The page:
What is your success?

Agribusinses Insights

What does success look like for you? Is it as simple as just getting through the season with the bills paid, or is your road map for the future a bit more complicated? How long do you want to work or need to work?

successSuccess may be stopping work at 60, or it may be still being able to work at 75.  Success is subjective, and often it is a culmination of life experiences, family history, and current events. Regardless of what success looks like for you, if you do not define it, you cannot reach it.

Importantly, if you have a definition of success, do others know about it, and are they all in agreement? The next generation may want to take over, and whether this is sustainable is a key factor. Is your idea of success known by your advisors, those who work with you year in and year out? You may need to look at whether your business structures, which may have been created for asset protection or tax minimisation, are effective for transferring assets to the next generation.  You may need to consider whether your plans allow for funding future family requirements, such as education, or eldercare.

Many businesses and their advisors prepare budgets and cash flow projections for specific seasons or asset purchases or undertake tax planning measures, where the saving of tax is the primary objective. While these are extremely valuable for a business owner, this does not always line up with the ultimate goal.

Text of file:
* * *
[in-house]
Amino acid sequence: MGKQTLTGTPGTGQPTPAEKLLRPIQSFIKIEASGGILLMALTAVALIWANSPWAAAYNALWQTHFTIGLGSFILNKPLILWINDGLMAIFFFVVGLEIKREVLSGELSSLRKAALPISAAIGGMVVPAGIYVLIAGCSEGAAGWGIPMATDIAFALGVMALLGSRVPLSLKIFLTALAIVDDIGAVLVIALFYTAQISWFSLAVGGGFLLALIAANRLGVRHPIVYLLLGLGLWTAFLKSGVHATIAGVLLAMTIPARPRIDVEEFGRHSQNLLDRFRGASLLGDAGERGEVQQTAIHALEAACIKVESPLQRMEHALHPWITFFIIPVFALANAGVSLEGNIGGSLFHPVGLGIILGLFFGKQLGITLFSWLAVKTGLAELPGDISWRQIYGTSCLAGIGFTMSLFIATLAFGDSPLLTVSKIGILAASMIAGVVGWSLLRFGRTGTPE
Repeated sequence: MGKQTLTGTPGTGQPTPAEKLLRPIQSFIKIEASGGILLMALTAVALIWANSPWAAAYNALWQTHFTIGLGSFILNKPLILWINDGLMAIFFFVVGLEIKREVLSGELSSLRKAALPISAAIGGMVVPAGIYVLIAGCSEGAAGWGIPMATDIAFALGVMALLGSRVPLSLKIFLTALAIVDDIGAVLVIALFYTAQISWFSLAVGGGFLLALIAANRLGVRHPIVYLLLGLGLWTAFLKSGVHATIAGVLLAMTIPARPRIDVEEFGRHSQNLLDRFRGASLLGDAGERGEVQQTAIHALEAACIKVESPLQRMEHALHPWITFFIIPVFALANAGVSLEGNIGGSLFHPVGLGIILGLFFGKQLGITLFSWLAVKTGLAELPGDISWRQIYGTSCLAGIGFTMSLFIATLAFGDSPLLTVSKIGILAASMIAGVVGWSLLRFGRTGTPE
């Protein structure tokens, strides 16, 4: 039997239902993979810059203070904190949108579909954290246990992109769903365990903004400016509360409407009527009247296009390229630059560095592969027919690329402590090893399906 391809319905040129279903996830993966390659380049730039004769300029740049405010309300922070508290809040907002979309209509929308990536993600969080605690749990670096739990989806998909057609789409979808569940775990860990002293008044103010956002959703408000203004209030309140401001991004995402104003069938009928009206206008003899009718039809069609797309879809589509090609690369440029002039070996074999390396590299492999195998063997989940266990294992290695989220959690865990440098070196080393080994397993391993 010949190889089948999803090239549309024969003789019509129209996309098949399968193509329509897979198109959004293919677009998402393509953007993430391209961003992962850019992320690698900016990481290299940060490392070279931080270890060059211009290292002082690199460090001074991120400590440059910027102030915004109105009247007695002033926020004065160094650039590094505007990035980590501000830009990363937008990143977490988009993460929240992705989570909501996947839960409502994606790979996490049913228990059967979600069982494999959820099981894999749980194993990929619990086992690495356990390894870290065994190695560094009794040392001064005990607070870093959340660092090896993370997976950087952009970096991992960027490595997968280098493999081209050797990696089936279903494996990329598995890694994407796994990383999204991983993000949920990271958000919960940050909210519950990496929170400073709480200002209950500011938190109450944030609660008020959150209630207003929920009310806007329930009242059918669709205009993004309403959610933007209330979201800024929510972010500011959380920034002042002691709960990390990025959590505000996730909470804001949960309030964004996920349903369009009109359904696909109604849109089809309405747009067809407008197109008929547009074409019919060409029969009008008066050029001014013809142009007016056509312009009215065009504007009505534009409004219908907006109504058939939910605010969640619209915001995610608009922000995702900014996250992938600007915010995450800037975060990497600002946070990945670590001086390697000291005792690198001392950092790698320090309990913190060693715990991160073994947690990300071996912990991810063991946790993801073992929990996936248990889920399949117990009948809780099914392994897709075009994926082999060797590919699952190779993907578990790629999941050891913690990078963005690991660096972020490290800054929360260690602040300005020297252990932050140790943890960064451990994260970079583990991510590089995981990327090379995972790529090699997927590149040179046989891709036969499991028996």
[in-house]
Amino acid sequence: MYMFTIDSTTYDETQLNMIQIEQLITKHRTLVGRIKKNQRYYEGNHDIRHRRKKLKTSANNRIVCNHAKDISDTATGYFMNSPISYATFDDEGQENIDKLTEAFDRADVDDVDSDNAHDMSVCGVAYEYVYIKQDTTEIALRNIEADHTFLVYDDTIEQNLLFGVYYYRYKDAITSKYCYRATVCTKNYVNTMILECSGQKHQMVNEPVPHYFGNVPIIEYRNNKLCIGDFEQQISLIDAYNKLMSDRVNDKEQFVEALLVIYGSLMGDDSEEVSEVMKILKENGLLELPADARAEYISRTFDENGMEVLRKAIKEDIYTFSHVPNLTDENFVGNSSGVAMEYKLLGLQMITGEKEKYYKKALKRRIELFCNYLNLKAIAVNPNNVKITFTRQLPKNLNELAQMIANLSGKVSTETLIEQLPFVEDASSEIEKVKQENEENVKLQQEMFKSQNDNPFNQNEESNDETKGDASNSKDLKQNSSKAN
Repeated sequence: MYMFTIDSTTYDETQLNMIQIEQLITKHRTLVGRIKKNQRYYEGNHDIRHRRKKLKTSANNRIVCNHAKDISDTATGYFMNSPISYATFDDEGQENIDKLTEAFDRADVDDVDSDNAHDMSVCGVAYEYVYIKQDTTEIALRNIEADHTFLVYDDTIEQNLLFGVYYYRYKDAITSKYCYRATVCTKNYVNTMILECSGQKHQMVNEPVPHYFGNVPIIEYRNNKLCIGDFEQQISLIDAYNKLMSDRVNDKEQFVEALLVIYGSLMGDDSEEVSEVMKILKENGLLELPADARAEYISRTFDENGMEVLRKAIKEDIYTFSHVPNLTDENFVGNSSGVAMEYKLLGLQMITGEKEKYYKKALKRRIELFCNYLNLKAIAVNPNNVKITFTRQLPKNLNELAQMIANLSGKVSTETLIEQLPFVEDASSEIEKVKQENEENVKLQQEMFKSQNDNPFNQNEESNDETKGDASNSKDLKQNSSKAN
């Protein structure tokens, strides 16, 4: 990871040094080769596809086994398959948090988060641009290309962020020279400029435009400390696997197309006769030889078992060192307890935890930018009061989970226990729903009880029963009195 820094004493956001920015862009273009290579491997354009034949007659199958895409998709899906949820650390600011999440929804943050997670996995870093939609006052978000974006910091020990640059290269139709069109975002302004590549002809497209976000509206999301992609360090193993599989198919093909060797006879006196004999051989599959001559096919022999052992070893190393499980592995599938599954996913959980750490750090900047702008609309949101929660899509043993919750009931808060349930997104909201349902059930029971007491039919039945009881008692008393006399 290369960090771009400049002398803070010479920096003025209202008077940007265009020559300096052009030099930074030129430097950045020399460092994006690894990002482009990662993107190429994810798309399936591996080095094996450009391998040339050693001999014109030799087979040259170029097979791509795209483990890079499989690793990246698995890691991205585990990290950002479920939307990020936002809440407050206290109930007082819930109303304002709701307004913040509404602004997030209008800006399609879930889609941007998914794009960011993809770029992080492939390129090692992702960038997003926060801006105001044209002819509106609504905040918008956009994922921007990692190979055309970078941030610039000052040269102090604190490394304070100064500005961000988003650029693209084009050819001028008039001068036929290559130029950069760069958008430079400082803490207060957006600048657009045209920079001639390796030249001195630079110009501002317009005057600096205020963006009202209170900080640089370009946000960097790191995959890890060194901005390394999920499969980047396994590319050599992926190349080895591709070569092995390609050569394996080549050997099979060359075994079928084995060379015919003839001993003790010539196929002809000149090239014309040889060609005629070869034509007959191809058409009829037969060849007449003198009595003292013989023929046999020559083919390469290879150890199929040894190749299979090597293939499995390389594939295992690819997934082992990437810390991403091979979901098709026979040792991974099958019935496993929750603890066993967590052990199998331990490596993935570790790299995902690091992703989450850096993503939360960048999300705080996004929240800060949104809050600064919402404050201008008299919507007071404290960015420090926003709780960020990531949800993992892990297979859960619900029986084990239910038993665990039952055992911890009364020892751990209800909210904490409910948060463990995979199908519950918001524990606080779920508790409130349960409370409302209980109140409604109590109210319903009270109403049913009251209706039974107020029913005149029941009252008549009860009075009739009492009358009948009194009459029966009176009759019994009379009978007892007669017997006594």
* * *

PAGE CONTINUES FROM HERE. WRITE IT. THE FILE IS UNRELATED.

Farm Managed Deposits are a fantastic tool for the management of tax obligations for farmers and allow cash to be accessed if necessary. However, these must be managed to maintain tax advantage and unplanned withdrawal can lead to further tax issues.

successInstant Asset Write Off has encouraged many people to invest in new plant & equipment, especially in agriculture. However,  these tax gains are only temporary in nature. Over the long term, these investments must provide a return that contributes to your planned success, more than just compensating for the financial cost of the initial investment.

Even if success is defined, and all parties know, agree, and are working towards your goal, how is it being measured and when? Is there any point to have a goal and work towards it, but do not regularly check to see whether you are going to hit it? How many people have prepared a budget, and put it the filing cabinet, never to be seen again?

If your plan for success requires the investment in new assets, such as additional farm purchases, water licences or new machinery, the benefits of this investment need to be realised. And if not, why not? While no plans run smoothly, simply having a plan, reviewing, and adjusting to changes, can be pivotal to achieving your success.


Whatever you have defined as “being successful”, it is yours, but good advice along the way will help you get there.  Contact your local RSM agribusiness expert for help.